Inspiration: Peas and Ham



So all this revisiting of my recent trip has given me a craving for some simple Spanish cooking here at home in Vancouver. I was at Granville Island yesterday and spotted some lovely English Peas and thought - peas and ham. And by ham, I mean Serrano. Claro. I can always count on Oyama Sausage Company for some of the good stuff.

There is something so simple and  satisfying about this dish. Fresh peas are boiled and then tossed with bits of ham in a sauce of nothing more than olive oil, pimentón and garlic. A bit of bread to mop of the smoky, scented oil and a glass of wine and you've got something truly delicious.

You will need:

About 3 Cups fresh, shelled English peas

100 grams Jamón Serrano cut into little bits (like lardons) (I bought these pre-cut from Oyama Sausage Company which saved me lots of time).

3-4 TBSP Olive Oil or more

2 Garlic Cloves, flattened and blistered with the back of a knife

Approx 1 TBSP Hot Smoked Paprika (Pimentón Picante)

Ok. So now we have to talk about Pimentón. You may or may not know that there are three types of Smoked Paprika from Spain: Dulce (Sweet), Agridulce (Bittersweet) and Picante (Hot). Where I live in Vancouver, I find it is more often the Dulce or Agridulce varieties that are on shelves. Picante can be hard to find but it is my preference in this recipe. In our family, this item is something that tucked into a Christmas stocking, can make someone very happy. So grab it when you see it.

The method is simple.

Boil the shelled peas until they are tender. How long? I have no idea. Keep tasting them until they taste good to you.

In the meantime, heat the olive oil and fry the garlic and ham very gently, just browning the ham. When the ham is done, remove it and let it drain on some paper towel (or not). Keep frying the garlic, pressing on it with a back of a spoon to mush it up. The purpose here is simply to flavour the oil. You will actually remove the garlic when serving. I know it can seem like a lot of oil. It is. But most of it is going to settle to the bottom of the dish and you are going to mop it up with your bread. You'd eat as much when you dip your bread in oil at an Italian restaurant and you wouldn't even think about it.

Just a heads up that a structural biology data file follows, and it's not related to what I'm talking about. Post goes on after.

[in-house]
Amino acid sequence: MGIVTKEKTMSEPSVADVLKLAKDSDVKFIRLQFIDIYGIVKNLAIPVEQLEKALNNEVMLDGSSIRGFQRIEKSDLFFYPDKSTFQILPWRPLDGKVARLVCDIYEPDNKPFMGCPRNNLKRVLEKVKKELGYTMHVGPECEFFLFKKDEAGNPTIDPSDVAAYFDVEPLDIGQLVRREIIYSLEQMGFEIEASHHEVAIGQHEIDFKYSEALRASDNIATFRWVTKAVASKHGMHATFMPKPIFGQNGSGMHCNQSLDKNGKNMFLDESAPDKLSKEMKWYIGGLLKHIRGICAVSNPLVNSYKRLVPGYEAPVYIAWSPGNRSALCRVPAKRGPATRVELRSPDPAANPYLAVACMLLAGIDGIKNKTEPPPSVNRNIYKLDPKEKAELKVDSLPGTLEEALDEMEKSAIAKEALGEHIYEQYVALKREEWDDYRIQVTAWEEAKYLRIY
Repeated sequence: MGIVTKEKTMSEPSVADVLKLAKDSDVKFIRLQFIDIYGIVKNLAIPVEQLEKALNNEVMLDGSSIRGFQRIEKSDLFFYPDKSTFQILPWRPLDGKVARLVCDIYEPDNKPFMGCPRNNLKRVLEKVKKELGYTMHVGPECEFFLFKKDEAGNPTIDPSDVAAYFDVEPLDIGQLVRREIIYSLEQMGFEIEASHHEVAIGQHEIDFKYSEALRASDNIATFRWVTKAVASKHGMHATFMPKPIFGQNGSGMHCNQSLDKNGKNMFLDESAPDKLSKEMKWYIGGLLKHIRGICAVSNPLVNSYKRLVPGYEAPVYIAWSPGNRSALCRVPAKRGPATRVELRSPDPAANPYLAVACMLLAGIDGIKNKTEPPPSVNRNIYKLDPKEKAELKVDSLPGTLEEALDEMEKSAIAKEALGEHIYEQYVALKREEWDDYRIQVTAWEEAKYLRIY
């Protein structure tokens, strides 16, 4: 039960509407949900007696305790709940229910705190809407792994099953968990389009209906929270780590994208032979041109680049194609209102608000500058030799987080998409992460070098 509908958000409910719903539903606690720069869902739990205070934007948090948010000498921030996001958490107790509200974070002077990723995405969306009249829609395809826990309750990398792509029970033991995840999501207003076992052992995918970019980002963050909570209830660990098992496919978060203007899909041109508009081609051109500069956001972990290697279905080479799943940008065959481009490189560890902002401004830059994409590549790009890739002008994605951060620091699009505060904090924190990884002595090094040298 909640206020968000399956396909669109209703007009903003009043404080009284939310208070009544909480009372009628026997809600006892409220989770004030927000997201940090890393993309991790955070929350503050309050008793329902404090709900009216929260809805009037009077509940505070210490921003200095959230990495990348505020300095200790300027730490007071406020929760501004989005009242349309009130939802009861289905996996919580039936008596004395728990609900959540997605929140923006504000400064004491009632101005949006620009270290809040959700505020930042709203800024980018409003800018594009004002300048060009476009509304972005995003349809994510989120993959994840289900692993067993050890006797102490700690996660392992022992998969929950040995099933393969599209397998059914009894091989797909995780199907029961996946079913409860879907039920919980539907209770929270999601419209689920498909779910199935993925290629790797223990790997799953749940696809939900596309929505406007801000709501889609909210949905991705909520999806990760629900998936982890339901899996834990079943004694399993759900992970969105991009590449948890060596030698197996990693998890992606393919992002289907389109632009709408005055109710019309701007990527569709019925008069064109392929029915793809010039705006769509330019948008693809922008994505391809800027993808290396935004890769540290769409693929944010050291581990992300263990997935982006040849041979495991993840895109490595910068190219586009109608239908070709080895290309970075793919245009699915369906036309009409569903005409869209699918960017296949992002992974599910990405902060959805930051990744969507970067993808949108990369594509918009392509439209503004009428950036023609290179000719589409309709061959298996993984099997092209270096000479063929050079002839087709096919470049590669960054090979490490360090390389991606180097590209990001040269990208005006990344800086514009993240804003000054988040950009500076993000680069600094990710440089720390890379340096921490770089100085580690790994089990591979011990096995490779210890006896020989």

Just before the peas are about to be ready, remove the pan with the oil from the heat, remove the garlic and add the pimentón. The pimentón will fry very vast in the hot oil so keep stirring constantly. Quite quickly the oil will cool. At this point, you can set the pan aside. Now the peas will be done. Drain them and combine with the pimentón oil mixture. Easy peasy. Did I just say that? Oh boy.

PeasandHam2 ©2013 Helena McMurdo

So there you have it. I hope you will try this with some fresh local peas. Let me know how it goes. I would love to know.

Sunday Mission

For our last day on our recent trip to  San Francisco, we headed back to the Mission District where we'd already spent a bit of time...but not enough. Mission Dolores

The Mission District gets its name from the Mission Dolores, one of the original California Mission Churches.  The Old Mission or Misión San Francisco de Asís was founded in 1776 and was also known as Mission Dolores due to the presence of a nearby creek called Arroyo de los Dolores.


Holy Bread of a Different Kind

Having heard about Tartine which reportedly makes best loaf of bread in the world we thought we'd try our luck at coffee and a pastry for breakfast.  Given the line up which extended a block from the entrance they must be doing something right. Patience not being my biggest virtue we decided to move on and try it later.  We did manage a lovely biscuit later in the afternoon. Not bad. I can't speak for the bread but by all reports it's amazing and sells out within 45 minutes of 5pm when it hits the shelves each day.

We did a bit of a drive-by on Delfina which seemed to be the talk of the town. All weekend, anyone we asked recommended it as a great place to eat. There is a main restaurant as well a more casual pizzeria. Again - big line up waiting for the Pizzeria to open for lunch. It looked great but we were too hungry to wait.

Down the street is Farina, an Italian bistro, specializing in pizza and pasta. We were there for breakfast so didn’t get to taste the latter but really enjoyed the floor show in the open kitchen where pizza dough was tossed and rolled before being slipped into a forno style oven.  Another chef hand rolled pasta and made what appeared to be squash tortellini.


Later we walked  around the Mission to take in the atmosphere and check out the murals which are very prevalent in this area. Some of the more elaborate ones, like the Maestrapeace Mural which covers the Women's Building, feature incredible detail.


We would have been very happy to spend the entire weekend here. Such a lively neighbourhood with plenty of options for food and a great atmosphere. Definitely one of the highlights of our trip to  San Francisco.


Delfina, 3621 18th Street

Farina, 3560 18th Street

Mission Dolores, 3321 16th Street

Tartine Bakery, 600 Guerrero Street (at 18th)